June 19, 2020
Dear KLSD Community,
If your email inbox is anything like mine, for the last few days and again today, you’re receiving messages about Juneteenth, a day that has been celebrated around our country all the way back to 1866. Perhaps you’re getting these messages from corporations acknowledging the day, from a college with which you’re affiliated, from a Facebook post, or from a news source providing resources about the meaning and significance of the day.
I’ve been asked several times if I’d be sending out a list of resources for our community to mark this day. And my initial impulse was to do just that. It would not have been difficult to pull together the resources and cut and paste some information.
But after listening to trusted colleagues, including colleagues of color, I decided it’s more important for me, today, to acknowledge how little I know and how much I have to learn.
Juneteenth is a significant anniversary in the history our country that has been marked for more than 150 years. Yet I didn’t learn about it in school, college, or graduate school. I gained a vague awareness of it some years ago when it started to appear as one of those auto-generated anniversaries on my calendar. Despite several years of effort to support progress in our District (community meetings, increasingly diverse classroom and school libraries, collaboration with organizations committed to racial justice, etc.), it was not until this most recent wave of racist killings and mass protests, that I finally began to read and learn about Juneteenth. The work we have before us must be both personal and systemic.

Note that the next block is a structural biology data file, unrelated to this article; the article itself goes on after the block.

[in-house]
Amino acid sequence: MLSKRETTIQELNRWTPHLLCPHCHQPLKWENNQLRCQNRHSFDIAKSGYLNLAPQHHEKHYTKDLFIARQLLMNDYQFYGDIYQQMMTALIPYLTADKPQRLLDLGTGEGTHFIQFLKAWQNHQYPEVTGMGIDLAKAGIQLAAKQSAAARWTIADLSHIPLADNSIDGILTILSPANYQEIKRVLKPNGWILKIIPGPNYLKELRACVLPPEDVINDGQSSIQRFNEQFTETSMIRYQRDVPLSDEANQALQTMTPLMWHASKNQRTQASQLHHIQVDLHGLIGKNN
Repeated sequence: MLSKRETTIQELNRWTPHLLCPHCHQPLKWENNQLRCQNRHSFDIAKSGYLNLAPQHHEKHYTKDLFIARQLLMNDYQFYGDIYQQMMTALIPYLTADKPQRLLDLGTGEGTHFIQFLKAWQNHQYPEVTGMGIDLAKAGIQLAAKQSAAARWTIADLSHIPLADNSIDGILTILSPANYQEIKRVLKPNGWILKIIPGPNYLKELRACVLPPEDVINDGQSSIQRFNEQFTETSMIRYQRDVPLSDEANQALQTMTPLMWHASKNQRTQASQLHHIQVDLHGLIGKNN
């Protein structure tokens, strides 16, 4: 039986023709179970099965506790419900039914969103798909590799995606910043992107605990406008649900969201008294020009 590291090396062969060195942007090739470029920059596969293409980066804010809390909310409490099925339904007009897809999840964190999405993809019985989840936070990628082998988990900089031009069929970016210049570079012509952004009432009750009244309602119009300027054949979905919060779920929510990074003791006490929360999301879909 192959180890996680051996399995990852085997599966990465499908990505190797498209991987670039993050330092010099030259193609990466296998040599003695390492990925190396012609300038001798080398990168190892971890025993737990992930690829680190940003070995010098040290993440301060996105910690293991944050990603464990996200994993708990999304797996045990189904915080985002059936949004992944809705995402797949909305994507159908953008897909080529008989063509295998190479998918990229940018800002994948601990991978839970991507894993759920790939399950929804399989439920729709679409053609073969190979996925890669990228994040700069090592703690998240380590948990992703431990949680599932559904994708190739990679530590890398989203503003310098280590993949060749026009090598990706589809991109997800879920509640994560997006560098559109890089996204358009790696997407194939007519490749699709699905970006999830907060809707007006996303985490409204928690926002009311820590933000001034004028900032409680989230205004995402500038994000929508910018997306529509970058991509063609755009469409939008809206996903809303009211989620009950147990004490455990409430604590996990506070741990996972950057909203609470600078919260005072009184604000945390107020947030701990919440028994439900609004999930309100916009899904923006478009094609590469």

The amount I have to learn and my uncertainty about the steps forward are daunting to me. But I remain optimistic. I am buoyed by students in our schools who are demanding change, by colleagues who are learning together each day, and by community members who are asking to help. I still trust that by truly listening to others, we can move forward.
I invite you to join me in taking time today to learn about Juneteenth, about yourself, or about the systems that have shaped you. The resources are around us if we’re willing to look, to ask, and to listen. Work this complex will never be easy, and steps forward will likely be halting due to the complexity, but we must keep taking those steps together. As a District, we will.
Andrew Selesnick, Superintendent